SIR JOHN PAKINGTON said, the ready; and when he had added those rehon. Gentleman had put a series of ques- ceived by the last arrival, they should be tions founded on the arrival of the Queen laid before the House without delay. of the South only a few hours previously, Sir DE LACY EVANS said, he also the despatches of which had been only so wished to ask a question. The territory short a tiine in his hands that he had not called British Kafraria had been hitherto had the opportunity of ascertaining all their treated as British territory, and he now contents. Nevertheless, he thought he wished to know whether the right hon.' should be able to give a satisfactory answer Gentleman would give them, along with to these questions. He was sorry to say, as the correspondence that had been promised, regarded the first, that he would be hardly the instructions he had sent out as to the justified in stating to the House that the character which the territory in question Kafir war was at an end; but he was fully would bear at the conclusion of the war? justified in stating that the stronghold of SIR JOHN PAKINGTON said, the thc enemy—the Waterkloof-was entirely correspondence on the subject of the future clear of Kafirs, and in the hands of General course of the Government with respect to Cathcart, whose expression was that he the boundary of British Kafraria, at the “ hoped it was now clear of an enemy for conclusion of the war, was not one of the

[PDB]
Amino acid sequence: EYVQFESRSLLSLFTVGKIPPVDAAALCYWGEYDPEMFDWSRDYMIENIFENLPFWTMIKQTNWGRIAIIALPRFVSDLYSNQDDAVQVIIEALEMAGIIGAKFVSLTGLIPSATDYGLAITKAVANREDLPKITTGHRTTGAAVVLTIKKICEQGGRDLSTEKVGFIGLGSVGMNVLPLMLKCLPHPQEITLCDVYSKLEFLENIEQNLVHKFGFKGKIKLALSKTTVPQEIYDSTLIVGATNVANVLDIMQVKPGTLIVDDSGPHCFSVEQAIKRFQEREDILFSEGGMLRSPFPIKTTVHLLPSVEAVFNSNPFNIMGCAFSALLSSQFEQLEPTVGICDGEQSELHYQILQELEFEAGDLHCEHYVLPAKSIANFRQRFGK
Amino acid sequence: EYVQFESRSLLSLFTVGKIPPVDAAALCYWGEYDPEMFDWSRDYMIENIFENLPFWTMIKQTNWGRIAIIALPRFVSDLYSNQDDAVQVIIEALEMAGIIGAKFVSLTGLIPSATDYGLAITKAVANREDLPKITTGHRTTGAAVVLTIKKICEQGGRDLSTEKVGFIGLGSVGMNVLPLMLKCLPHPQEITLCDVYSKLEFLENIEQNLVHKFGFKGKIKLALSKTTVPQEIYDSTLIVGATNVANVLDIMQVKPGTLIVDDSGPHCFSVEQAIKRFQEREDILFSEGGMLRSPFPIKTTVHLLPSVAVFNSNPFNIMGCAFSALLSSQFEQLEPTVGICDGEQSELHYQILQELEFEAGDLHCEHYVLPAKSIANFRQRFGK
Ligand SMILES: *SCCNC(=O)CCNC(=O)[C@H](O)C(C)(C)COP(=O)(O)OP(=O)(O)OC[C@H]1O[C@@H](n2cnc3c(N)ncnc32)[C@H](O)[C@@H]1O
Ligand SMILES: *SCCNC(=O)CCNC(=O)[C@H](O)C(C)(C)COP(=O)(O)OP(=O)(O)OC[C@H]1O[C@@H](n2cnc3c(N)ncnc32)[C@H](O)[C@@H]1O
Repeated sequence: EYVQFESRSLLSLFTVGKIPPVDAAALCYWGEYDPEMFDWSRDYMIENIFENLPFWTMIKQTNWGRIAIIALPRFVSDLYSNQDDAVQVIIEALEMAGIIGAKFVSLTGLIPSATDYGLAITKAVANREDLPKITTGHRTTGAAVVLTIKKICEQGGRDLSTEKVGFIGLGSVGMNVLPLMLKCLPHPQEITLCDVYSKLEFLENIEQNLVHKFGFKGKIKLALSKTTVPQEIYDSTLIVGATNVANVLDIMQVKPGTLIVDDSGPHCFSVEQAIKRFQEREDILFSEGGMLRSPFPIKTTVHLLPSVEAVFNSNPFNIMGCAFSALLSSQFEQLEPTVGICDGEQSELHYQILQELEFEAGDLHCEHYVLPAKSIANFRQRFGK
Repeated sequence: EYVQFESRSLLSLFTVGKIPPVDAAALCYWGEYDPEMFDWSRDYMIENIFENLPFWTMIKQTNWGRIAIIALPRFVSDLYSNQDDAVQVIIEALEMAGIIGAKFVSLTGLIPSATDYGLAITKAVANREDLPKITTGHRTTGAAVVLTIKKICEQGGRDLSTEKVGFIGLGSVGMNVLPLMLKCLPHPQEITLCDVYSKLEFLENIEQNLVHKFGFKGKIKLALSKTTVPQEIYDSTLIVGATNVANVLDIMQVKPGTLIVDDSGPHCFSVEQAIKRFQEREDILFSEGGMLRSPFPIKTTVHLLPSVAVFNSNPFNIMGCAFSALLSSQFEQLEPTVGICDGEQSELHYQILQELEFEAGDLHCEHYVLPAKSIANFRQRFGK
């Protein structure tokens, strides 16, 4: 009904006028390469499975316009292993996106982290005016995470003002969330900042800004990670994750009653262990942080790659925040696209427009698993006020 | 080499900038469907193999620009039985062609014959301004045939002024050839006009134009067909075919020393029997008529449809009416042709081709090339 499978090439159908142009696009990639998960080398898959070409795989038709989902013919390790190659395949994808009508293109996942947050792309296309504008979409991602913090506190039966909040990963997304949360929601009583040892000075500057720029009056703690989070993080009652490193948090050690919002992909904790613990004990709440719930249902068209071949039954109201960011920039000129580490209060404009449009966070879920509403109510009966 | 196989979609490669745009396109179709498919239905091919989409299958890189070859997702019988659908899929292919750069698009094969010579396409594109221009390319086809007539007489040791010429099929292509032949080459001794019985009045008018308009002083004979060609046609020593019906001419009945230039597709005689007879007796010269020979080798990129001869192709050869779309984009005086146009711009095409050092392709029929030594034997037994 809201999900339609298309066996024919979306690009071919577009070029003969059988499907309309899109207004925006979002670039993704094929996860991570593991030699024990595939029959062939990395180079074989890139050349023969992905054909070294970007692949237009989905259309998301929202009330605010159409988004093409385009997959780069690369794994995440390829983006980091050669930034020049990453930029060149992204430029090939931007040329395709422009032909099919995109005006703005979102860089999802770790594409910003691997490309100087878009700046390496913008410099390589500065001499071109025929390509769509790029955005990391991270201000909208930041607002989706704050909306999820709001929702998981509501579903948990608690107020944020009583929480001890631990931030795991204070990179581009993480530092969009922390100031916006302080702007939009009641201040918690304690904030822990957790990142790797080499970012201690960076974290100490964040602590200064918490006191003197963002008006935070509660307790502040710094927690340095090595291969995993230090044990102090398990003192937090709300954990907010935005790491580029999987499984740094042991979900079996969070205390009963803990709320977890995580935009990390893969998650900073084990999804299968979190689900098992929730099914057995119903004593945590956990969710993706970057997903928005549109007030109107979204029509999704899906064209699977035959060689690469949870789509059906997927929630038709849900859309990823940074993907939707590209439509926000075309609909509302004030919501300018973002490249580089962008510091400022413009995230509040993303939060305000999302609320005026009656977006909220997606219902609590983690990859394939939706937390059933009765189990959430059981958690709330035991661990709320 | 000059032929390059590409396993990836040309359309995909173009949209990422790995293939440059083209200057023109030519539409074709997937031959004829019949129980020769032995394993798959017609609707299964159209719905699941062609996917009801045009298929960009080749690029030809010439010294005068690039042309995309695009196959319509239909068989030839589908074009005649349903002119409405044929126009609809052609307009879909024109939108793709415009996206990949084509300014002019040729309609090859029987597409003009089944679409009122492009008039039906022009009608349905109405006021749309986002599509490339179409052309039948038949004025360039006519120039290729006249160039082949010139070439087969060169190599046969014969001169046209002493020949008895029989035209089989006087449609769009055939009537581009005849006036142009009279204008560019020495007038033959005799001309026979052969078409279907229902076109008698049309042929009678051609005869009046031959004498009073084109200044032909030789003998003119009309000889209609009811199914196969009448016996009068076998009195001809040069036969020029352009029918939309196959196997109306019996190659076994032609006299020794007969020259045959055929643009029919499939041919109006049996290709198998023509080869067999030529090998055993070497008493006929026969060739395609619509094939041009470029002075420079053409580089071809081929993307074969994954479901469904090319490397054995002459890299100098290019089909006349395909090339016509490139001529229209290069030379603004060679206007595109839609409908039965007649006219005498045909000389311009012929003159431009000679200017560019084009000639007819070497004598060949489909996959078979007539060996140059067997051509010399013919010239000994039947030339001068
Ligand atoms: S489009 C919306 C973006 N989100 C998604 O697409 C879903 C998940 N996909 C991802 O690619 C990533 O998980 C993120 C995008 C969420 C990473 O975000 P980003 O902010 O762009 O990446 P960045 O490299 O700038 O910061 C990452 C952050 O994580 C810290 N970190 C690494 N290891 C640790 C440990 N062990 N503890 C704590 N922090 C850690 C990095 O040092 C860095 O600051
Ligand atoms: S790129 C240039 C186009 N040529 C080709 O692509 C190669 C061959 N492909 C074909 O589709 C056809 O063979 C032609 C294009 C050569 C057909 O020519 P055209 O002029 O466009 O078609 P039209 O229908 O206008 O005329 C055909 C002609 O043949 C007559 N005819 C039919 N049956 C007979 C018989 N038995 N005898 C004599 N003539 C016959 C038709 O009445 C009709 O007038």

In the Amatolas district, the re- papers moved for by the noble Lord the bellious chiefs—Sandili, Macomo, and their Member for the City of London. The subfollowers- were still sheltered; but the ject involved in that question was very troops were in active pursuit of them, extensive, and by no means of an easy naindeed, they had nearly been arrested by ture, for it referred not only to the eastern the gallantry and bravery of our officers; boundary, but also to the northern boundary and he was glad to say that he believed no of the Colony. He was, however, in cordanger existed as regarded them. With respondence with General Cathcart on the respect to the second question, he had no subject of the eastern boundary–he had reason whatever to suppose that the war sent a despatch by the last mail, but till he had extended to the north-east frontier, or had received an answer he could not give a indeed that it had spread in any other reply to the question of the hon. and gallant direction; and he had no knowledge of the Member. other fact adverted to in the third question MR. HINDLEY said, he would beg to of the hon. Gentleman. With regard to ask the right hon. Secretary for the Colomemorials from Cape Town on the subject nies, if the statements which had appearof the postponement of the Constitution, he ed in the Cape newspapers were truehad only received one, besides the despatch namely, that Kafirs taken in the clearing of the Government of the Colony. He had, of the Waterkloof were immediately hung; however, received a despatch from Governor and if so, whether this was justified by the Darling on the subject, in which it was laws of war? stated that no excitement whatever pre- Sir JOHN PAKINGTON said, he had vailed in the Colony, and that the general no official knowledge of the fact alluded to feeling was quite satisfactory.